The life sciences industry affects a substantial portion of the U.S. and European economies, in terms of both GDP and the number of individuals employed. And in the context of a global pandemic, the life sciences sector obviously plays an existential societal role. Accordingly, ensuring the safe and continuous functioning of life sciences companies is not only paramount for the industry itself, but for society as a whole. This post considers how laboratories and life sciences manufacturing facilities are adapting to the “new normal” in an effort to abide by governmental guidance and adopt operational best practices.
Unlike many other skilled industries, “work from home” is not a precautionary avenue available to laboratories to mitigate the risk of COVID-19. Given the need for on-site collaboration and nature of the work being performed, remote or virtual work is nearly impossible in the laboratory environment. Adding to the difficulty is that the highly-technical structure of laboratories can make space reconfiguration—for purposes of accommodating social distancing guidelines—challenging and expensive. And when one considers the high incidence of multiple-use items such as testing machines and apparatuses (not all of which can be easily washed down after each use), further health and safety obstacles emerge.
Despite some challenging realities that affect laboratories, the setting does possess certain intrinsic characteristics that provide advantages in a COVID-19 world. Widespread use of personal protective equipment (PPE), fastidious efforts to prevent contamination, use of fresh air, and systematic sanitization are fundamental aspects of the laboratory modus operandi and serve as effective tools to minimize the transmission of COVID-19.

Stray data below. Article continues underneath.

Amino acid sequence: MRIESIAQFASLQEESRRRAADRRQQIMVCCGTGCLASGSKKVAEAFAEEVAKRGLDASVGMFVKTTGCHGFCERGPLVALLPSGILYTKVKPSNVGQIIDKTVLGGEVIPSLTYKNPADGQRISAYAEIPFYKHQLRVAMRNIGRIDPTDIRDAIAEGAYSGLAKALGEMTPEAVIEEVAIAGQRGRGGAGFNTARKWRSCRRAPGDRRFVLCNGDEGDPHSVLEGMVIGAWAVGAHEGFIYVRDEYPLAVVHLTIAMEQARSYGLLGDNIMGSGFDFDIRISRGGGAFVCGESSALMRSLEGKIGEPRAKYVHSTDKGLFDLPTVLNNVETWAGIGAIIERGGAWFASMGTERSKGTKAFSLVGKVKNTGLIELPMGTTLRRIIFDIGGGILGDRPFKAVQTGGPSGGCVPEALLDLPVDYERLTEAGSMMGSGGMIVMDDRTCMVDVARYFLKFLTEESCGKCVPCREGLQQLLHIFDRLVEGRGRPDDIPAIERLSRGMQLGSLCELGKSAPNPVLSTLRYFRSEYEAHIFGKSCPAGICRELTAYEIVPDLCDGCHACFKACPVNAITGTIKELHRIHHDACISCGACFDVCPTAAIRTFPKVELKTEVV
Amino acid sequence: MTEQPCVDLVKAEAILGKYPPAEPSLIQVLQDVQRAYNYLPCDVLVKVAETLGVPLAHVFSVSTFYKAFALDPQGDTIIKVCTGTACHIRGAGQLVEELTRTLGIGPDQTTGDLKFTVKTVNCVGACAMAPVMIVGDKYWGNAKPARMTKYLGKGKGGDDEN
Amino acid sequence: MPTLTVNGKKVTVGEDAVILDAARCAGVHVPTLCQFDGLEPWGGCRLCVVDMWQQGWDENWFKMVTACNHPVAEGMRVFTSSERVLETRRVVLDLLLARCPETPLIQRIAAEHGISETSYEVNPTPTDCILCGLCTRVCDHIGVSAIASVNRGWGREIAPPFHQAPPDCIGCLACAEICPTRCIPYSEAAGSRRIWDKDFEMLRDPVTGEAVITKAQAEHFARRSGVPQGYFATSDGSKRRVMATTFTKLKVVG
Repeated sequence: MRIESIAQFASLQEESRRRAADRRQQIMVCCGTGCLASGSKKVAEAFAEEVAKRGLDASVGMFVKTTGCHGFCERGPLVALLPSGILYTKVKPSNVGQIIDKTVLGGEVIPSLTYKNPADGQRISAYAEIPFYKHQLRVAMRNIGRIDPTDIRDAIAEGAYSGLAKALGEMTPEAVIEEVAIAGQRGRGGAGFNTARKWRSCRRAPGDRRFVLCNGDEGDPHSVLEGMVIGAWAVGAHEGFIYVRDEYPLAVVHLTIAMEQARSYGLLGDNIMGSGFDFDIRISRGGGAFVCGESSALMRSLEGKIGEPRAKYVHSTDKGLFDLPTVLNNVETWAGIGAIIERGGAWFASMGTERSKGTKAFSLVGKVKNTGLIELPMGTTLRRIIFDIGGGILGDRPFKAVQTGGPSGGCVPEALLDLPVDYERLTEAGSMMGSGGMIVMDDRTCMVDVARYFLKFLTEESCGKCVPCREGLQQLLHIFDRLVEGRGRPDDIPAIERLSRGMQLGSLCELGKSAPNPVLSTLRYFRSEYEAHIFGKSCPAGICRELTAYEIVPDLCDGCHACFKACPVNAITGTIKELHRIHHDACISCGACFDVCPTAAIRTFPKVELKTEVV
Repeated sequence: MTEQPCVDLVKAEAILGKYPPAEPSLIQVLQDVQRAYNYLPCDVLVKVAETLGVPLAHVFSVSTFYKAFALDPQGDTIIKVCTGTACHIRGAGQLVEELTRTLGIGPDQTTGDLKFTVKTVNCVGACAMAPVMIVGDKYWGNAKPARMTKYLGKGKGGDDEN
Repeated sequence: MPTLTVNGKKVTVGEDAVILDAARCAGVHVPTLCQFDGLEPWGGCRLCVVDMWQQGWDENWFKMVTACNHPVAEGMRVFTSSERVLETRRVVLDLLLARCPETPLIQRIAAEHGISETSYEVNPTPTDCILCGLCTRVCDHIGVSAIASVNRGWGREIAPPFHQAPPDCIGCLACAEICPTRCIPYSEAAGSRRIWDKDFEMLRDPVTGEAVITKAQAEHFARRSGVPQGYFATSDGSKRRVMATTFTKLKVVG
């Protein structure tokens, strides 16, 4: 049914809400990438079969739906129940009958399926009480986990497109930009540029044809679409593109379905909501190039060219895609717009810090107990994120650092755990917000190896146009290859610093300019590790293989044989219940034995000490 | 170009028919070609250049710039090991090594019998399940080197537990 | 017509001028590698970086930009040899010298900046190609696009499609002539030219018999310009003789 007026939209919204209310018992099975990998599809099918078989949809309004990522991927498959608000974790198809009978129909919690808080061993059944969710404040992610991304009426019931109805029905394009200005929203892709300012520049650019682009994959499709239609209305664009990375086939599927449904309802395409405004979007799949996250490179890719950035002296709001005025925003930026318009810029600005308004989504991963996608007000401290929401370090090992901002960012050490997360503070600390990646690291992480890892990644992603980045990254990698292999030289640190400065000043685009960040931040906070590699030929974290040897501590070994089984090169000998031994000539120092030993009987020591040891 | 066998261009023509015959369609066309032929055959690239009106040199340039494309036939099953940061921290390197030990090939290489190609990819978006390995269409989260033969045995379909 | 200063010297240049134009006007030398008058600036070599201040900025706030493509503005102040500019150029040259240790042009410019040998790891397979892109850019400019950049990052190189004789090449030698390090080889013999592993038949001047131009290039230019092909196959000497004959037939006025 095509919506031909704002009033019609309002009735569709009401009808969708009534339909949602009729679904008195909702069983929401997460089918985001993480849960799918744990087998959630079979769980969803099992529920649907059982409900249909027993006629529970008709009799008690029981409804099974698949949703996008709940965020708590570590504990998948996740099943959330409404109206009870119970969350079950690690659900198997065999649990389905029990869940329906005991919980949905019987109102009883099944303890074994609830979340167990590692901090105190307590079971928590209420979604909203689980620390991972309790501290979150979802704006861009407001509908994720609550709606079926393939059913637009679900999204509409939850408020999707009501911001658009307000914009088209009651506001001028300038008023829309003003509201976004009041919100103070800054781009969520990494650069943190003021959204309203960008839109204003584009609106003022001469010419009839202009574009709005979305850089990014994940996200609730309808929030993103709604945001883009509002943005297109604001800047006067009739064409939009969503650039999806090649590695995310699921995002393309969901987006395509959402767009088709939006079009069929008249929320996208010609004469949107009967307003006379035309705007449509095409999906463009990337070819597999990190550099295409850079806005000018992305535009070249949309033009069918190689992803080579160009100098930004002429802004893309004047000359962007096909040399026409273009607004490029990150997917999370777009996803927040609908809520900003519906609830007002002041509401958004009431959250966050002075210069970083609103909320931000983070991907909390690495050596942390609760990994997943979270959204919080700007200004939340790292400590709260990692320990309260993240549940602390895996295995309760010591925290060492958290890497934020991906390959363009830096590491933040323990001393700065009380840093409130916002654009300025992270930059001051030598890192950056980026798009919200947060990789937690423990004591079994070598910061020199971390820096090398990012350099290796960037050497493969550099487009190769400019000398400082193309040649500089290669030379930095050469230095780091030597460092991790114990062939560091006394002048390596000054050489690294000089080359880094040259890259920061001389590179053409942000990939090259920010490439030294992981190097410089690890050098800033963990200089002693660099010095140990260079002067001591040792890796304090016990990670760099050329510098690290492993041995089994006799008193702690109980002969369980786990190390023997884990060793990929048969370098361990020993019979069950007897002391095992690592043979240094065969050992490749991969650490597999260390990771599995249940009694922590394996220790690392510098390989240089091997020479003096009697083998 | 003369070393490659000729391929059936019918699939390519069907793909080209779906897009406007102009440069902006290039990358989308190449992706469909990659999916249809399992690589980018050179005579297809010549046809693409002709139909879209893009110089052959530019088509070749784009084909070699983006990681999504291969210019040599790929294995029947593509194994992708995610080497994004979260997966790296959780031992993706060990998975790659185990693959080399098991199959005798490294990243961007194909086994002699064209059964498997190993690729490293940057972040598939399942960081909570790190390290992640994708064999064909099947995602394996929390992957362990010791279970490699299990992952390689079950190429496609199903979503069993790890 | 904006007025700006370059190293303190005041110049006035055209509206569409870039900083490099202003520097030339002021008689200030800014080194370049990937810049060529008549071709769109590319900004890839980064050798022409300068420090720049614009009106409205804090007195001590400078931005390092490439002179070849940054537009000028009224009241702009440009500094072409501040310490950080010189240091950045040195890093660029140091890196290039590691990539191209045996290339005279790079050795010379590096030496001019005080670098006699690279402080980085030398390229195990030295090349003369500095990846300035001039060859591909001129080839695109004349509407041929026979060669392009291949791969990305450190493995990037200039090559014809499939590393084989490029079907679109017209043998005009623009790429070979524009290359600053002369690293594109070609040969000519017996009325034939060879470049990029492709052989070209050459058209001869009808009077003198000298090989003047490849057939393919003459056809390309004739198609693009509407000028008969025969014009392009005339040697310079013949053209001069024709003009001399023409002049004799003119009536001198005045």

In addition, some life sciences companies have redeployed the innovation endemic to the industry to create or utilize proptech-type preventative devices for their laboratories. For example, one Boston-based life sciences laboratory generated an app that maps out scheduling data to show the physical presence of employees in the laboratory, thus aiding social distancing efforts. Other laboratory operators are considering enhance safety measures such as thermometer screenings, contactless entry, and the establishment of designated spaces for various forms of decontamination and disinfection.
Life Sciences Manufacturing Facilities
Considering the production processes involved, like laboratories, a fully remote workforce is unrealistic for biomanufacturing and other life sciences manufacturing facilities. Consequently, such facilities need to address the risk of COVID-19 through on-site measures. Personal protective equipment, social distancing policies, and facility sanitization are essential. Moreover, as advances in artificial intelligence and robotics enable life sciences manufacturing facilities to further automate their production processes, companies should consider whether the inclusion of these technologies can eliminate workplace situations that lend themselves to the spread of COVID-19.
Given the likelihood of the continued presence of COVID-19, aging populations and myriad other factors, the life sciences sectors will continue to play a crucial role in the economies and societies of the U.S. and Europe. Accordingly, identifying and incorporating operational best practices that adapt to the “new normal” will be an ongoing, evolving and collaborative endeavor for companies and organizations in the life sciences realm.
Goodwin’s PropSci practice is an extensive, global network of nearly 300 life sciences and real estate lawyers facing the market. Whether advising companies on pre-Series A financing through exits via IPOs and acquisitions, construction and financing of life sciences facilities, or leasing transactions, our PropSci practice works seamlessly to advise companies and investors across all stages and multiple business needs.
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